Home > Deep Down (Jack Reacher #16.5)(7)

Deep Down (Jack Reacher #16.5)(7)
Author: Lee Child

Briony Walker was the navy daughter, and she looked it, neat and controlled and severe, except for an unruly head of hair, untamed even by what looked like a recent and enthusiastic haircut. She too had an animated face, and she too had a lot going on behind her eyes.

Alice Vaz was the best looking. Reacher didn’t know the word. Elfin, maybe? Gamine? Probably somewhere in between. She had darker skin than the other two, and a cap of short dark hair, and the kind of eyes that switch between a twinkle and a death ray in, well, the blink of an eye. She was smaller than the other two, and slight, in a European kind of way, and maybe smarter, too. Ultimately she was controlling the conversation, by hemming it in with questions too boring to answer. She was making the others focus.

The meeting dragged on. Reacher made no further contributions beyond an occasional grunt of assent. Eventually conversation dried up and the guy at the head of the table asked if everyone agreed the army’s needs and requirements were now properly in the record. All hands went up. The guy repeated the question, this time personally to and directly at Briony Walker, possibly a courtesy, possibly out of spite, her own words fed back to her. But Walker took no offense. She just agreed, yes, she was completely satisfied.

Whereupon the four staffers stood up and left the room, hustling and bustling and without a word, as if to take time out to say goodbye would hopelessly overburden their busy schedules. The women stood up, but the next out of the room was the army procurement guy, who just clapped his Marine buddy on the shoulder and disappeared. Whereupon the Marine clapped his NCO on the shoulder and they walked out together, leaving just Reacher and the women in the room.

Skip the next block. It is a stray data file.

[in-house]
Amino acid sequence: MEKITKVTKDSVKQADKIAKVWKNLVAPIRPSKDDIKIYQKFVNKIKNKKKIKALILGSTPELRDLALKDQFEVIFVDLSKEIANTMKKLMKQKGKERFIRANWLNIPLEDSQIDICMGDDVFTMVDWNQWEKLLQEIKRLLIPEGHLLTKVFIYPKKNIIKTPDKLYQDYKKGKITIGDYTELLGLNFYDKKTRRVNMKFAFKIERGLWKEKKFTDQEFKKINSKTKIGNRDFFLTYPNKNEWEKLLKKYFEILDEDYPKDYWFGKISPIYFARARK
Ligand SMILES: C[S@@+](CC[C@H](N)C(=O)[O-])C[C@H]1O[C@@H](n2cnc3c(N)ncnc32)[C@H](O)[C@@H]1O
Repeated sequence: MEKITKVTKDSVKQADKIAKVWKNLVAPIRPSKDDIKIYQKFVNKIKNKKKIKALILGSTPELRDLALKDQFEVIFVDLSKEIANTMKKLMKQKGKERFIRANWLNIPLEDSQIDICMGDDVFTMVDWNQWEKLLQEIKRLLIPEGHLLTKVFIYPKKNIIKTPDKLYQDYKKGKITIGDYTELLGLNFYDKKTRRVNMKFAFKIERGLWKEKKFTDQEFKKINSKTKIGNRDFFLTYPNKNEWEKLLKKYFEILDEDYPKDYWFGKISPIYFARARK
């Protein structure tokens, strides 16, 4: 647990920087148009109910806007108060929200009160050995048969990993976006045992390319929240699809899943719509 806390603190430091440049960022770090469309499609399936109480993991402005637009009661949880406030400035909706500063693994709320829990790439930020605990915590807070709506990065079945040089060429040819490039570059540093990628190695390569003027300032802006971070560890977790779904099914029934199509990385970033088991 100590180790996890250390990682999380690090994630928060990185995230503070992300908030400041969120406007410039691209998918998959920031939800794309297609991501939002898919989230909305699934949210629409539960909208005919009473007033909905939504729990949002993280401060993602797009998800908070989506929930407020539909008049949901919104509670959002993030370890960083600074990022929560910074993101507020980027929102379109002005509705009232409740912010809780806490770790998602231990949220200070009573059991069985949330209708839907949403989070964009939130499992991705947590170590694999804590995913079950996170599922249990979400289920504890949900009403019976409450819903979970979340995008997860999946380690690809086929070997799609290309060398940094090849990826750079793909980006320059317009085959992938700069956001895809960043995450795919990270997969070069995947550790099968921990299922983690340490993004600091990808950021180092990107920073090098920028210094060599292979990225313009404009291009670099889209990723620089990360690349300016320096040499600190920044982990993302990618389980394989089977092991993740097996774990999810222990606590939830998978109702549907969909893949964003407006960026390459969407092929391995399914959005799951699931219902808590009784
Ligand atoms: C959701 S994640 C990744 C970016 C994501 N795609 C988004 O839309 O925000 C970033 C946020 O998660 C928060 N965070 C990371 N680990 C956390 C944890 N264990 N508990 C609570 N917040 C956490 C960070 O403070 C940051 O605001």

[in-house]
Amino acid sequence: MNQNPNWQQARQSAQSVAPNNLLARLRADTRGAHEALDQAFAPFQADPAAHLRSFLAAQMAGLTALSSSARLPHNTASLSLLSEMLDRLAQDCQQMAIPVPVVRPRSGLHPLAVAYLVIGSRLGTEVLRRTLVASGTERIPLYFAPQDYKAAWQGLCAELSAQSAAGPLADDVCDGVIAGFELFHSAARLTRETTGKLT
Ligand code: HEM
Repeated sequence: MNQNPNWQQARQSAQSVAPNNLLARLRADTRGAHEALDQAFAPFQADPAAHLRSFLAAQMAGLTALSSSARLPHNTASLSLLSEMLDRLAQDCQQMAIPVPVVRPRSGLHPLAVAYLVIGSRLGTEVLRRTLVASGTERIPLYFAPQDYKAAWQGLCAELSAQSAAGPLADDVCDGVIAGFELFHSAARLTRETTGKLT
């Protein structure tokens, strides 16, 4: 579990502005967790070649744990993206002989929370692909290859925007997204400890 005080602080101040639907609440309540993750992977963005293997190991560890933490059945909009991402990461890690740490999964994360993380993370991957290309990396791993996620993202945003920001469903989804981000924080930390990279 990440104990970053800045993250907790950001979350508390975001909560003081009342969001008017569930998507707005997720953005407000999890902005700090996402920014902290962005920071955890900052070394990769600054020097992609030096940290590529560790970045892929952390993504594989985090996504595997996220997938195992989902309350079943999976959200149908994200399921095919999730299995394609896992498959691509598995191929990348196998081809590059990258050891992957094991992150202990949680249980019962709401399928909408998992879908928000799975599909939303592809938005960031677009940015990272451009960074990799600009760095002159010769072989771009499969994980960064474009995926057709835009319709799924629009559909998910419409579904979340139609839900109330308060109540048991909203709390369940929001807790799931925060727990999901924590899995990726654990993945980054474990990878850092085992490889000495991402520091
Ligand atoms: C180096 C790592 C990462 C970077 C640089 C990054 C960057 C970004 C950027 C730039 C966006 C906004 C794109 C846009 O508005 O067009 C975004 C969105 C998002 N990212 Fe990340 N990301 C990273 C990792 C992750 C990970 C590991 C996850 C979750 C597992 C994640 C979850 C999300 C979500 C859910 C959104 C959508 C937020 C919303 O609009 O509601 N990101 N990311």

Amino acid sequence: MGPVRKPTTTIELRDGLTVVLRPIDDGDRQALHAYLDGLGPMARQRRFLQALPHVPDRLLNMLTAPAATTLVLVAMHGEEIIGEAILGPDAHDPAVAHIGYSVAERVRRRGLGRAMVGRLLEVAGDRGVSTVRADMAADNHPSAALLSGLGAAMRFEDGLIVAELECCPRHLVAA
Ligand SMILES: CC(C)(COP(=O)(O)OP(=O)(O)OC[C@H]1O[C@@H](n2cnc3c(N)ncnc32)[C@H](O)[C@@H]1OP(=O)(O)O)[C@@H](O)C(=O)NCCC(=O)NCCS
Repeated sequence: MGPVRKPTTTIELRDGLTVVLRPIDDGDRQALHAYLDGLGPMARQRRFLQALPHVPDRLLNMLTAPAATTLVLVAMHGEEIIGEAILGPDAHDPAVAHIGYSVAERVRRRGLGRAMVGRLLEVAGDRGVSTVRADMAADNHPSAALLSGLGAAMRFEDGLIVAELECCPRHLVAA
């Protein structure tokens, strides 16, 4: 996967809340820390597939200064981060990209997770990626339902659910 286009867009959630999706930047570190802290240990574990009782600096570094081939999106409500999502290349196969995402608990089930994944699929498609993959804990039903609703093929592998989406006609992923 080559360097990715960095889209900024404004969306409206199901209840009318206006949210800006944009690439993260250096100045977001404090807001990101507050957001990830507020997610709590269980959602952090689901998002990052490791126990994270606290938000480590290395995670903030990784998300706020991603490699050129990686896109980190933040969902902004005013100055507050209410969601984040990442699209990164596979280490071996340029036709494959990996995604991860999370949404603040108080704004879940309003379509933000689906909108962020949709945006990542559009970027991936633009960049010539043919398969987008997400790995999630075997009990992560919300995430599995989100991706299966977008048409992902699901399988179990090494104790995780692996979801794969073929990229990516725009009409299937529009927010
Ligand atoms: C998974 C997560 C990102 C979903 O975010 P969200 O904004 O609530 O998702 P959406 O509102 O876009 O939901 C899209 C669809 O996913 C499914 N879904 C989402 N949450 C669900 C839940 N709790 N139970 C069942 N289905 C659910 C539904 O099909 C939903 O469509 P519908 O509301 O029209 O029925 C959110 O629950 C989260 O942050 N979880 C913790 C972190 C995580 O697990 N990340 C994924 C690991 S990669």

But it didn’t stay that way for long. The women were already in a huddle. Not exactly leaning in, face to face, a tight little triangle, shoulder to shoulder, touching each other, like regular women. But maybe the West Point version. They drifted in lockstep to the door, there was a polite glance from Alice Vaz, and then they were gone.

Reacher stayed where he was. No big rush. Nothing he could have done about it. Maybe there were guys who could have pulled it off. Hey, I’m sorry about your dead buddy that I never met, but can I separate you from your grieving pals and take you out and buy you a drink? Reacher was not one of those guys.

But the women weren’t going anywhere. He was sure of that.

He got up and stepped out and saw them where the corridor widened into a lobby. They were still together in their tight huddle. Not going anywhere. Just talking. Lots of social rules. They would end up in a bar, for sure, but not yet.

Reacher drifted back to a bank of pay phones and dialed. He leaned on the wall. He saw Briony Walker glance at him, then glance away. Just the out-of-towner making a call. Maybe to his local buddies, telling them he’s done for the day, asking them where the action is at night.

Christopher said, “Yes?”

Reacher said, “Did you hear about Christine Richardson?”

“Yes, we did.”

“So it’s going to be a little harder now.”

“It might be over now. If Richardson was the leak all along.”

“Suppose she wasn’t?”

“Then it might be easier, not harder. With the other three. Emotion helps. Loose lips sink ships.”

“It wasn’t a fun afternoon. Romance is on no one’s mind. They’re talking to each other. There’s no way into a conversation like that.”

“Exploit any opportunity you can.”

“You’re not in the Capitol, but you’re monitoring their fax line, right?”


“Including tonight?”

“Of course. What do you know?”

“It’s not DeWitt.”

“How do you know?”

“She was upset. She’s thirty years old and she never had anyone die before.”

“It’s natural to be upset.”